Some solutions have limited capabilities, even when an organization is fully on board with DevSecOps, and the decision-makers are on board with the necessity of application security.

Imagine a DevOps pipeline with automated tests that frequently fail, even though the tested application is correct. It’s difficult to fathom the amount of time it would take for developers to return to the development environment. go through all the application code, and then contact the testing team to have the automated tests fixed (or simply, if possible, mark the tests manually as passed). Even more so if this situation persists.

This is a rare occurrence in automated unit testing. Static application security testing (SAST) is a common practice in the realm of application security testing, where code analysis tools are frequently used. And because the tool is typically a third-party product, the developer grappling with a false positive cannot ask the test development team to correct the tool.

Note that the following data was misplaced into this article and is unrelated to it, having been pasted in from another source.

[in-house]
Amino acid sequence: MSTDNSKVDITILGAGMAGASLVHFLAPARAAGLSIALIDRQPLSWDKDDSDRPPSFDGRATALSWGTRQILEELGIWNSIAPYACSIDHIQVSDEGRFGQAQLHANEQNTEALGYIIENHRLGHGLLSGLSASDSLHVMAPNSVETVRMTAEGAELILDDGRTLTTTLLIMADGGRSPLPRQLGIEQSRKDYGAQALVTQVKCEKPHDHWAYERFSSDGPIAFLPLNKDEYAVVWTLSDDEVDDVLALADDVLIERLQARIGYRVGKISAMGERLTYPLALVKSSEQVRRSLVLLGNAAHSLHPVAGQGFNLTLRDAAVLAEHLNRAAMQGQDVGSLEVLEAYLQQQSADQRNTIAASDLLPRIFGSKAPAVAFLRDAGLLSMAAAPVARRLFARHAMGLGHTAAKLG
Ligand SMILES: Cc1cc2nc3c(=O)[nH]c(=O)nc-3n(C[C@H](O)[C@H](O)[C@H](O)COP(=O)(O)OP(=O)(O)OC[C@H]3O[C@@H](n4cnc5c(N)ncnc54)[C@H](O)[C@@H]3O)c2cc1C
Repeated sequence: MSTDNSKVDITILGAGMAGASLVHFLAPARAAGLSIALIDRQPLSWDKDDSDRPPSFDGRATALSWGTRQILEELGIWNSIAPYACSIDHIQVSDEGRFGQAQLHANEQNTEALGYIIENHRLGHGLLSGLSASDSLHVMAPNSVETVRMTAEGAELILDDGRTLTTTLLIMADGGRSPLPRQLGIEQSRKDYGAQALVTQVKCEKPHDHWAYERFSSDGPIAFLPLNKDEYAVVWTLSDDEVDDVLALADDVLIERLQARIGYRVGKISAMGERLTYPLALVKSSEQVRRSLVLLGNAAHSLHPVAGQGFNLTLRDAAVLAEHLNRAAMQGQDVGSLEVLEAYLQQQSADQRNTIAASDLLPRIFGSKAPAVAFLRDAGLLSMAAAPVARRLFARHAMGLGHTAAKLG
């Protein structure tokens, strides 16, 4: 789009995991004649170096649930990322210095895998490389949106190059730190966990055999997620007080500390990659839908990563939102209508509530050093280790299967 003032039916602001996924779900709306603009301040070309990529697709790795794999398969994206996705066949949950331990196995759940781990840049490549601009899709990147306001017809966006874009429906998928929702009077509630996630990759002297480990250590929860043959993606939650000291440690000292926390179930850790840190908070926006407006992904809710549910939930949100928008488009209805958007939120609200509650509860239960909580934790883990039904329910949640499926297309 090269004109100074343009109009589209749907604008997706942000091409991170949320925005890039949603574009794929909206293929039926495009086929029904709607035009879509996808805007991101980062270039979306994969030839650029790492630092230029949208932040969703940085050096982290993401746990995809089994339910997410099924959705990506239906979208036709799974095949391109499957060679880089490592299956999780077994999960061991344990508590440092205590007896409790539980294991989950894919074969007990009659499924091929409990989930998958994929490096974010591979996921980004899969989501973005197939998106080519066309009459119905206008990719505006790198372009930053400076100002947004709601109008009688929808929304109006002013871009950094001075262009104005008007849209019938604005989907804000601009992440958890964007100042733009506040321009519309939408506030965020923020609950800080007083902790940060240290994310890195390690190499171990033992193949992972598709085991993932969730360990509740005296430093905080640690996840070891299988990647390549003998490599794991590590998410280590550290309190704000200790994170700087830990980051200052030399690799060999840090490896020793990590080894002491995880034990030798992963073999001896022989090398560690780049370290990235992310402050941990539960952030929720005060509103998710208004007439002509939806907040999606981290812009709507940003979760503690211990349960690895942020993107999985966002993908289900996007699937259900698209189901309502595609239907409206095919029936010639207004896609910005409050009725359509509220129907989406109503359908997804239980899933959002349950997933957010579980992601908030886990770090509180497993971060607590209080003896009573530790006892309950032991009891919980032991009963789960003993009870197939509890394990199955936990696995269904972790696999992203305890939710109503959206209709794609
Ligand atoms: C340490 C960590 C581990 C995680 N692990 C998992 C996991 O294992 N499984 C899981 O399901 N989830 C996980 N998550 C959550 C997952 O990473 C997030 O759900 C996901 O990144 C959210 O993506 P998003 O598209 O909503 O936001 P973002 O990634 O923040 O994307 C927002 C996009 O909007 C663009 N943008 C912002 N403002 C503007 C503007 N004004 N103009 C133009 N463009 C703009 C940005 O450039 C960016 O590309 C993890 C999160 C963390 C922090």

Because of this, the introduction of DevSecOps methods typically fails. Introducing automated security testing into the pipelines may excite DevOps team members at first, but when they implement it using one of the many static analysis tools marketed as the best choice for DevSecOps, they discover that it doesn’t work because the number of false positives is simply not tolerable. It’s more likely that DevSecOps will not be considered again if the organization is large.

5.   A lack of familiarity with the tools.

For several reasons (see Reason 3), DevOps teams tend to favor SAST over DAST as the preferred DevSecOps tool, and as a result, DAST is rarely considered for inclusion in CI/CD pipelines. This is due to the fact that most DAST solutions are not suitable for DevSecOps due to a lack of automation.